The program creating the next generation of entrepreneurs

Innovative thinking, problem solving and entrepreneurship are built and fostered from the early years at St Andrew’s Anglican College, with the introduction of specific subjects and learning styles.

Starting from Year 4, students are introduced to a unique style of thinking developed specifically by St Andrew’s called Design Thinking. This introduces students to a way of thinking that extends beyond the traditional realms of teaching, and develops critical and creating thinking skills connected to notions of the future workforce, entrepreneurship and how students transition from education settings into life beyond school.

With a belief that innovation and entrepreneurship are key skills young people will need to succeed in the future, a process of ‘empathise, define, ideate, prototype, test’ is taught and implemented across all areas of the College.

From Year 5, Creative Enterprise is introduced as a subject, which aims to cultivate a culture of innovation and entrepreneurship by completing projects underpinned by Design Centred Learning, that draws on the strands of entrepreneurship and the technologies. This course instills enterprise skills, such as creative thinking, critical thinking, problem solving and teamwork, while encouraging risk-taking and learning from failure.

Recently, Year 6 students have worked in small groups to design, build, program and market an innovative working robotic prototype that solves a defined problem. Using the Design Centred Learning framework, students have worked through the stages of empathise, define, ideate, prototype and will then test their ideas and get feedback from others. They then develop their own video advertisement to market their product.  The best of these projects will then compete in the national RoboRave competition at the end of May, in the entrepreneurial section.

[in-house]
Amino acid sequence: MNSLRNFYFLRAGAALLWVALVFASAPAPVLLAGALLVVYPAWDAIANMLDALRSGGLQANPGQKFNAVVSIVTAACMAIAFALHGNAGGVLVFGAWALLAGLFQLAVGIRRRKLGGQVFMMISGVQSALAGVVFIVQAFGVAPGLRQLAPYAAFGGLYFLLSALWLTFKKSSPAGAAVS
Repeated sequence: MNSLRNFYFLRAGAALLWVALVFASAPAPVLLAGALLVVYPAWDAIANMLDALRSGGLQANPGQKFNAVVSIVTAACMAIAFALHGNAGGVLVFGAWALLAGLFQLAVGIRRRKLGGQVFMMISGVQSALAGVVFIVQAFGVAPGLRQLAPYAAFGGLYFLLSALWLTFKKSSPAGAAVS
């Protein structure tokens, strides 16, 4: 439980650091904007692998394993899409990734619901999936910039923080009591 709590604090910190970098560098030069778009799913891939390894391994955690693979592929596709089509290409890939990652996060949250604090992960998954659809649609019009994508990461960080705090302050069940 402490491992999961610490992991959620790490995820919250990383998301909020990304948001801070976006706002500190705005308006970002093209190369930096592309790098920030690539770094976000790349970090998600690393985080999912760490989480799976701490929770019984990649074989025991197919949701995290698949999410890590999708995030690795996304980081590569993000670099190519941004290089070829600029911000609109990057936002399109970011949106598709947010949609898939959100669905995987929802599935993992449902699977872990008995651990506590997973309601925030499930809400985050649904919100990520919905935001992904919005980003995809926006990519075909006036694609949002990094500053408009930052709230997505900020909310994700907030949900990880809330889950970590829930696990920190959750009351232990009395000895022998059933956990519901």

To build their prototypes, students are using EV3 Lego robots, with a variety of different sensors and motors. Every prototype is required to have an input/output process, meaning that there needs to be some type of input (eg touch sensor), that then triggers an output, (eg a motor moving to open a door). They then have an open-ended choice of materials to build their prototypes. Many students have utilised the 3D printer, while others have used material, boxes, balsa wood, hot glue, Lego, the list goes on…

The key enterprise skills the students aim to focus on in this unit are:

  • Problem solving
  • Critical thinking
  • Communication
  • Collaboration and teamwork
  • Digital literacy
  • Creativity
  • Presentation skills

Drawing inspiration from their passion for surfing, Year 6 students Daniel, Sam, James and Pierce have developed a hand-held device that saves surfers time and energy when waxing their board. Their prototype, using the EV3 lego robot, works on a colour sensor they have programmed and a motor that spins. After attaching wax to prongs, the colour sensor detects areas of the board that doesn’t have wax, and uses a circle motion to apply the wax.

“The hardest part was figuring out the coding for the colour sensors,” Sam said. “I’m so happy it works.”

Other projects students have developed include a backpack with a 3D printed fan that provides a cool breeze on the back on the neck for people in the desert, a beach bag that empties the sand through a trap door, a fan that works on a touch sensor that cools gaming consoles and an automated mist sanitiser for use in clothing shops to stop the spread of germs on items that has been tried on.


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